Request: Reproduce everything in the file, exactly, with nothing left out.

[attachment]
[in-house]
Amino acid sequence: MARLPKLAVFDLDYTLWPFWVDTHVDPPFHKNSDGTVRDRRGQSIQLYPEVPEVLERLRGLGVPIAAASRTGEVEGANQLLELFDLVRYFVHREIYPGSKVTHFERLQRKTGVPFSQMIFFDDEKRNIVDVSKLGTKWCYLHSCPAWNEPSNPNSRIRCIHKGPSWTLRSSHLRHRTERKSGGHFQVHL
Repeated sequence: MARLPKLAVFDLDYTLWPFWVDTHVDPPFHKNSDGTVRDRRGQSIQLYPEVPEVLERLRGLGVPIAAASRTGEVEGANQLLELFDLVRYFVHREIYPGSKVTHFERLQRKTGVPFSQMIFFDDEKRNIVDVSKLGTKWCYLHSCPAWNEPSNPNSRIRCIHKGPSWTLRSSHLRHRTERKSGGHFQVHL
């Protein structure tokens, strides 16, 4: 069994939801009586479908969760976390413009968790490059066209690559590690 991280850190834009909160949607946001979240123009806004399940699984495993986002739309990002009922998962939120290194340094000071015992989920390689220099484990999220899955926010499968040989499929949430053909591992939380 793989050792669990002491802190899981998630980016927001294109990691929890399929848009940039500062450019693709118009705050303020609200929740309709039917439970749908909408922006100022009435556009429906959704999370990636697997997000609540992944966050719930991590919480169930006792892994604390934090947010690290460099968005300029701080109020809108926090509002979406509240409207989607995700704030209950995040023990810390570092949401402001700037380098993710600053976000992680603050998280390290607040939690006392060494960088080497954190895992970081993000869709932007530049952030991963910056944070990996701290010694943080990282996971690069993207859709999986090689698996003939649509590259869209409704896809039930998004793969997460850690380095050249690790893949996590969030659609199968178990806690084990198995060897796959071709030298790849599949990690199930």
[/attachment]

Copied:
[in-house]
Amino acid sequence: MARLPKLAVFDLDYTLWPFWVDTHVDPPFHKNSDGTVRDRRGQSIQLYPEVPEVLERLRGLGVPIAAASRTGEVEGANQLLELFDLVRYFVHREIYPGSKVTHFERLQRKTGVPFSQMIFFDDEKRNIVDVSKLGTKWCYLHSCPAWNEPSNPNSRIRCIHKGPSWTLRSSHLRHRTERKSGGHFQVHL
Repeated sequence: MARLPKLAVFDLDYTLWPFWVDTHVDPPFHKNSDGTVRDRRGQSIQLYPEVPEVLERLRGLGVPIAAASRTGEVEGANQLLELFDLVRYFVHREIYPGSKVTHFERLQRKTGVPFSQMIFFDDEKRNIVDVSKLGTKWCYLHSCPAWNEPSNPNSRIRCIHKGPSWTLRSSHLRHRTERKSGGHFQVHL
């Protein structure tokens, strides 16, 4: 069994939801009586479908969760976390413009968790490059066209690559590690 991280850190834009909160949607946001979240123009806004399940699984495993986002739309990002009922998962939120290194340094000071015992989920390689220099484990999220899955926010499968040989499929949430053909591992939380 793989050792669990002491802190899981998630980016927001294109990691929890399929848009940039500062450019693709118009705050303020609200929740309709039917439970749908909408922006100022009435556009429906959704999370990636697997997000609540992944966050719930991590919480169930006792892994604390934090947010690290460099968005300029701080109020809108926090509002979406509240409207989607995700704030209950995040023990810390570092949401402001700037380098993710600053976000992680603050998280390290607040939690006392060494960088080497954190895992970081993000869709932007530049952030991963910056944070990996701290010694943080990282996971690069993207859709999986090689698996003939649509590259869209409704896809039930998004793969997460850690380095050249690790893949996590969030659609199968178990806690084990198995060897796959071709030298790849599949990690199930």